• by random chance (the random allocation
to treatment groups)
• Why did you leave the outcomes (relapse
or no relapse) unchanged on each card?
• if the null hypothesis is true (there is no
difference between the drugs)
Bootstrapping
www.lock5stat.com/statkey
Middle 95% of bootstrap statistics: (27.4, 30.9)
Simulation vs Traditional
• Simulation methods
• intrinsically connected to concepts
• same procedure applies to all statistics
• no conditions to check
• minimal background knowledge needed
• Traditional methods (normal and t based)
• Familiarity expected after intro stats
• Needed for future statistics classes
• Only summary statistics are needed
• Insight from standard error
Simulation AND Traditional?
• Currently, we introduce inference with simulation
methods, then cover the traditional methods
• Students have seen the normal distribution appear
repeatedly via simulation; use this common shape to
motivate traditional inference
• “Shortcut” formulas give the standard error,
avoiding the need for thousands of simulations
• Students already know the concepts, so can go
relatively fast through the mechanics
Student Preferences
Which way do you prefer to do inference
(confidence intervals and hypothesis tests)?
Bootstrapping and Formulas and
Randomization
Theoretical Distributions
42
72%
16
28%
Student Preferences
Which way did you prefer to learn inference?
Bootstrapping and Formulas and
Randomization
Theoretical Distributions
39
67%
19
33%
Student Preferences
Which way of doing inference gave you a
better conceptual understanding of
confidence intervals and hypothesis tests?
Bootstrapping and Formulas and
Randomization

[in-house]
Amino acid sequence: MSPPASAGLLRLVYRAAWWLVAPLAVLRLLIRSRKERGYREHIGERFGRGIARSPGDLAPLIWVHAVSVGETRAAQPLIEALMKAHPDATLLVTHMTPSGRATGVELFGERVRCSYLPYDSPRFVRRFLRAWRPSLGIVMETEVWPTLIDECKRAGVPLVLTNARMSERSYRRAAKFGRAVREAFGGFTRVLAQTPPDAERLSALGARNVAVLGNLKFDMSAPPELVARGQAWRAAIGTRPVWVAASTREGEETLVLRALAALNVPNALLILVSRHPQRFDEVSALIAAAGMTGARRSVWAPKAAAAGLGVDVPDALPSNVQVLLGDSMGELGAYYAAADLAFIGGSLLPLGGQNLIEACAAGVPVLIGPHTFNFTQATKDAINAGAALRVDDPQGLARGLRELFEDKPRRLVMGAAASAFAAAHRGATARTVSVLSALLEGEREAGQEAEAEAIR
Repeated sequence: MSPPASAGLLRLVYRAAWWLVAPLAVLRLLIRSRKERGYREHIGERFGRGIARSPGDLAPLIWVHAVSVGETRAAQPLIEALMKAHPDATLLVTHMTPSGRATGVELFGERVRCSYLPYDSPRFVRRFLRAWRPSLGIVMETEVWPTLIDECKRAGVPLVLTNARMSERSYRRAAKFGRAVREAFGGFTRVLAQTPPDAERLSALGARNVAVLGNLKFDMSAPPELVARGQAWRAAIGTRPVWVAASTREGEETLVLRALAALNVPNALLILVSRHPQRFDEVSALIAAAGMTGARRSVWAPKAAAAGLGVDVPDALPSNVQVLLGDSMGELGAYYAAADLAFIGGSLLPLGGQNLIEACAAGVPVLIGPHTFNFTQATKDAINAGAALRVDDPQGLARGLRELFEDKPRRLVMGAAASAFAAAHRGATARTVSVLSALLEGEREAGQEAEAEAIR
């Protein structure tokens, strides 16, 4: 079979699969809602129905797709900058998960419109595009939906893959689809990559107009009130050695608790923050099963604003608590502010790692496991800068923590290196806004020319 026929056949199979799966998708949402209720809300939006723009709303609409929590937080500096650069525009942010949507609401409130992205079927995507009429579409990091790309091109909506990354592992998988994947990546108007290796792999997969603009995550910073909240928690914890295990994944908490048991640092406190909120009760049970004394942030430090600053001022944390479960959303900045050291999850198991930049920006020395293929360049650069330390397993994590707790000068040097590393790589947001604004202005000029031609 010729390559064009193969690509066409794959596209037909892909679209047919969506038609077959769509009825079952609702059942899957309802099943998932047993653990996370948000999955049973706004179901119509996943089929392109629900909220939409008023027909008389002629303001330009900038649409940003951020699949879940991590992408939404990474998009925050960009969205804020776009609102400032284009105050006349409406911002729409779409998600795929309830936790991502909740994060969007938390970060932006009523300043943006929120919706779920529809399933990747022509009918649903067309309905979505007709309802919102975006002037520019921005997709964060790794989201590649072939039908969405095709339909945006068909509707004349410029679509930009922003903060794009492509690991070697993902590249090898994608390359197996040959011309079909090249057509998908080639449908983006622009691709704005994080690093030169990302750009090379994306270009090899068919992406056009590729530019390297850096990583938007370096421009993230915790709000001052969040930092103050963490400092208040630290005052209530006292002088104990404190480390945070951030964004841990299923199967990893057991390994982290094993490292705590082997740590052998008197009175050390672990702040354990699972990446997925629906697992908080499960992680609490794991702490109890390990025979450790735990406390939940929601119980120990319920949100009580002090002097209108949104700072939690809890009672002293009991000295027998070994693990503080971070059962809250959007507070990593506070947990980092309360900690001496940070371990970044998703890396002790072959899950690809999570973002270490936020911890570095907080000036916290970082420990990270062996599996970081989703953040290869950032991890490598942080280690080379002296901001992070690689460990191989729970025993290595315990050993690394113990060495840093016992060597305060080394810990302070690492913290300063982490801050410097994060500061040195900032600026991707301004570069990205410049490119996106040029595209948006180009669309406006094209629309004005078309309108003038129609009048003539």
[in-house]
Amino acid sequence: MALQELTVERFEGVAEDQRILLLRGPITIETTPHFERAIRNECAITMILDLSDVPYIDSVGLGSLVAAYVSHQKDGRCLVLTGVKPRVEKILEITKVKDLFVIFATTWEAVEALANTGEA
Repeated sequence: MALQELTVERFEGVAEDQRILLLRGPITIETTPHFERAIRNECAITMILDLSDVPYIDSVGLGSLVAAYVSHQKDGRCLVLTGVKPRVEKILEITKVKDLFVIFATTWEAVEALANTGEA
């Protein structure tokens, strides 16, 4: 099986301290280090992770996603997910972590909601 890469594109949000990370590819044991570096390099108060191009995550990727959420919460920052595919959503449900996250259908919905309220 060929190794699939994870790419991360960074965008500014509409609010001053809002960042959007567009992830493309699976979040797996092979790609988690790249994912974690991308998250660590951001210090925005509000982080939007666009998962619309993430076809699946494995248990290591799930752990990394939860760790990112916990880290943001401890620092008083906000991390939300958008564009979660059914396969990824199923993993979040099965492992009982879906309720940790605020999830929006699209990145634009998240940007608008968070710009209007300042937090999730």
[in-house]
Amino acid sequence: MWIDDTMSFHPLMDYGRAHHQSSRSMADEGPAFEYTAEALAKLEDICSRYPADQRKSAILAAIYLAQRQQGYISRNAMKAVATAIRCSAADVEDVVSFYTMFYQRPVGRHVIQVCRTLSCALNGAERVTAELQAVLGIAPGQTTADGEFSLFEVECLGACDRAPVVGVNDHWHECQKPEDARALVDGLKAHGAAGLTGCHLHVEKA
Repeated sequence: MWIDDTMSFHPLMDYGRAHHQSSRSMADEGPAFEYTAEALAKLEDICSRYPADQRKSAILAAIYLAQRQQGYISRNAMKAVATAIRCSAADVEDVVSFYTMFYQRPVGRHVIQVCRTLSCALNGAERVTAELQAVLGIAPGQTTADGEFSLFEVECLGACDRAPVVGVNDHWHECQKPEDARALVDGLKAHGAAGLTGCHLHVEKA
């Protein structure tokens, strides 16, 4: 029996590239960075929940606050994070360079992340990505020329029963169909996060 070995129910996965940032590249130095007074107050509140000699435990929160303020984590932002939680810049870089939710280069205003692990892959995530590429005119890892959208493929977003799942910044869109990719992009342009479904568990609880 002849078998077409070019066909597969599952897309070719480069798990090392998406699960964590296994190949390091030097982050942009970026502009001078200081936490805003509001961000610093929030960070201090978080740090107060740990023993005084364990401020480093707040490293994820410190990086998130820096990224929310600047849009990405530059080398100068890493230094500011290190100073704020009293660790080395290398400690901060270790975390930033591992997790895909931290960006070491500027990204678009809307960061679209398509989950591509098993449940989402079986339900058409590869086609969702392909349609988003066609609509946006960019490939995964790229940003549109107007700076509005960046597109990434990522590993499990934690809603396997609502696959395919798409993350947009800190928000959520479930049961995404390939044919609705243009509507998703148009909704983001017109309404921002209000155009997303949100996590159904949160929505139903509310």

Theoretical Distributions
42
72%
16
27%
Student Preferences
DO inference
AP Stat
Simulation
18
Traditional
10
No AP Stat
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6
LEARN inference
AP Stat
Simulation
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Traditional
15
No AP Stat
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4
UNDERSTAND
Simulation
Traditional
AP Stat
No AP Stat
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25
11
5
Student Preferences
Student Preferences
DO inference
Simulation
Traditional
Simulation
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9
Traditional
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10
Student Preferences
DO inference
UNDERSTAND inference
Simulation
Traditional
Simulation
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8
Traditional
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8
Student Preferences
LEARN
inference
LEARN inference
UNDERSTAND inference
Simulation
Traditional
Simulation
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5
Traditional
8
11
Simulation methods are useful for
teaching statistics…
• The methods reinforce the concepts
• A randomization test is based on the definition
of a p-value
• A bootstrap confidence interval is based on the
idea that statistics vary over repeated samples
• Very little background is needed, so the core ideas
of inference can be introduced early in the course,
and remain central throughout the course
… and for doing statistics!
• Introductory statistics courses now (especially AP
Statistics) place a lot of emphasis on checking the
conditions for traditional hypothesis tests
• However, students aren’t given any tools to use if the
conditions aren’t satisfied!
• Randomization-based inference has no conditions,
and always applies (even with non-normal data and
small samples!)
It is the way of the past…
"Actually, the statistician does not carry out
this very simple and very tedious process
[the randomization test], but his conclusions
have no justification beyond the fact that they
agree with those which could have been
arrived at by this elementary method."
-- Sir R. A. Fisher, 1936
… and the way of the future
“... the consensus curriculum is still an unwitting prisoner of
history. What we teach is largely the technical machinery of
numerical approximations based on the normal distribution
and its many subsidiary cogs. This machinery was once
necessary, because the conceptually simpler alternative
based on permutations was computationally beyond our
reach. Before computers statisticians had no choice. These
days we have no excuse. Randomization-based inference
makes a direct connection between data production and the
logic of inference that deserves to be at the core of every
introductory course.”
-- Professor George Cobb, 2007
Thank you!
[email protected]